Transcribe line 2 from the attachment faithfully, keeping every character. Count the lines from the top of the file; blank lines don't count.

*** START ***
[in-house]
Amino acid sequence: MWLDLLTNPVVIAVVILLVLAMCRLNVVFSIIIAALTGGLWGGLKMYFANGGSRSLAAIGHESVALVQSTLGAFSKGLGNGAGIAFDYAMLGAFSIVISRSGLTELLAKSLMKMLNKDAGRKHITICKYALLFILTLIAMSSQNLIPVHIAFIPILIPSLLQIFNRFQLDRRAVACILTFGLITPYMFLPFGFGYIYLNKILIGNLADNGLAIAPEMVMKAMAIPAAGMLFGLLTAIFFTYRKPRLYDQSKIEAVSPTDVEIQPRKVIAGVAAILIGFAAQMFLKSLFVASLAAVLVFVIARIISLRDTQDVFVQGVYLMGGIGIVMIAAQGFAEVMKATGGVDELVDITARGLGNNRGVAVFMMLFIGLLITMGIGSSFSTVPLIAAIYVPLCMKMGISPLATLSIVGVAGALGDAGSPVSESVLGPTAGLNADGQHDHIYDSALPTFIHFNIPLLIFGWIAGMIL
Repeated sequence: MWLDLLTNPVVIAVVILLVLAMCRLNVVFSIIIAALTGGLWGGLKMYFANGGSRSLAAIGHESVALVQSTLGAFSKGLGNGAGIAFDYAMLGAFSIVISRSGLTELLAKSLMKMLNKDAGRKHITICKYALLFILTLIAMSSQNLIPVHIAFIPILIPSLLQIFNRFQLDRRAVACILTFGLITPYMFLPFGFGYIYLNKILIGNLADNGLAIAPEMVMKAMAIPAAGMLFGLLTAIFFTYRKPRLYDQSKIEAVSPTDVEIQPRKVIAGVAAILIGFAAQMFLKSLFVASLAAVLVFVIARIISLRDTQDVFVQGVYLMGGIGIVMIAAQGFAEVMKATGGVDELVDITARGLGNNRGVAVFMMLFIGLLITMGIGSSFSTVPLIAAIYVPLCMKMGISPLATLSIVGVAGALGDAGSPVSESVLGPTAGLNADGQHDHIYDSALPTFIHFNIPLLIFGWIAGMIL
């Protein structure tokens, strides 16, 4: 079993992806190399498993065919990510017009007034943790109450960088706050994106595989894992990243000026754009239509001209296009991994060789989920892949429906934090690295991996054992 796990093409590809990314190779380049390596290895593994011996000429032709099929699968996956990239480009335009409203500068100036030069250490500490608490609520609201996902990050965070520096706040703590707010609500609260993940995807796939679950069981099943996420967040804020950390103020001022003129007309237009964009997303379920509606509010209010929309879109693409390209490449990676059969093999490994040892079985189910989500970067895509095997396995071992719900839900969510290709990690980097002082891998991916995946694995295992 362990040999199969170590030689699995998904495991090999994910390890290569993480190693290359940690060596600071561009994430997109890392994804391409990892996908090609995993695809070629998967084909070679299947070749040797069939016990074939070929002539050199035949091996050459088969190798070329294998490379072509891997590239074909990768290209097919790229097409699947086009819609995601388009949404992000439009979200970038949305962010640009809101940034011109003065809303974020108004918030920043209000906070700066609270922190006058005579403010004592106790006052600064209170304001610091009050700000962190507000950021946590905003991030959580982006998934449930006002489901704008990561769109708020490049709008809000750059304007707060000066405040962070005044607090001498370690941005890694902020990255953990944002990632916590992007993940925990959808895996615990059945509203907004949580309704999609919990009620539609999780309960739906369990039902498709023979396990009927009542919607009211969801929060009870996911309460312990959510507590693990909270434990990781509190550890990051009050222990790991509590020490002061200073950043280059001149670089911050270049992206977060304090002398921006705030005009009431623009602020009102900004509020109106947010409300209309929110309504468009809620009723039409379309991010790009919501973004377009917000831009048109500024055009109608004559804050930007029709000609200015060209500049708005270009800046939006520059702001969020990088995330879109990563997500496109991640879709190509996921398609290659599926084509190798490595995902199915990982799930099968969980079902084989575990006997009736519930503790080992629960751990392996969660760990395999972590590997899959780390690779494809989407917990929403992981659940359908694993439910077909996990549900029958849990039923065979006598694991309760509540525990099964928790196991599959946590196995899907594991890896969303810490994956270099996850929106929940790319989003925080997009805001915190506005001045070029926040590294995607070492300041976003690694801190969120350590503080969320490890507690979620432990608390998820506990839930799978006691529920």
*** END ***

Amino acid sequence: MWLDLLTNPVVIAVVILLVLAMCRLNVVFSIIIAALTGGLWGGLKMYFANGGSRSLAAIGHESVALVQSTLGAFSKGLGNGAGIAFDYAMLGAFSIVISRSGLTELLAKSLMKMLNKDAGRKHITICKYALLFILTLIAMSSQNLIPVHIAFIPILIPSLLQIFNRFQLDRRAVACILTFGLITPYMFLPFGFGYIYLNKILIGNLADNGLAIAPEMVMKAMAIPAAGMLFGLLTAIFFTYRKPRLYDQSKIEAVSPTDVEIQPRKVIAGVAAILIGFAAQMFLKSLFVASLAAVLVFVIARIISLRDTQDVFVQGVYLMGGIGIVMIAAQGFAEVMKATGGVDELVDITARGLGNNRGVAVFMMLFIGLLITMGIGSSFSTVPLIAAIYVPLCMKMGISPLATLSIVGVAGALGDAGSPVSESVLGPTAGLNADGQHDHIYDSALPTFIHFNIPLLIFGWIAGMIL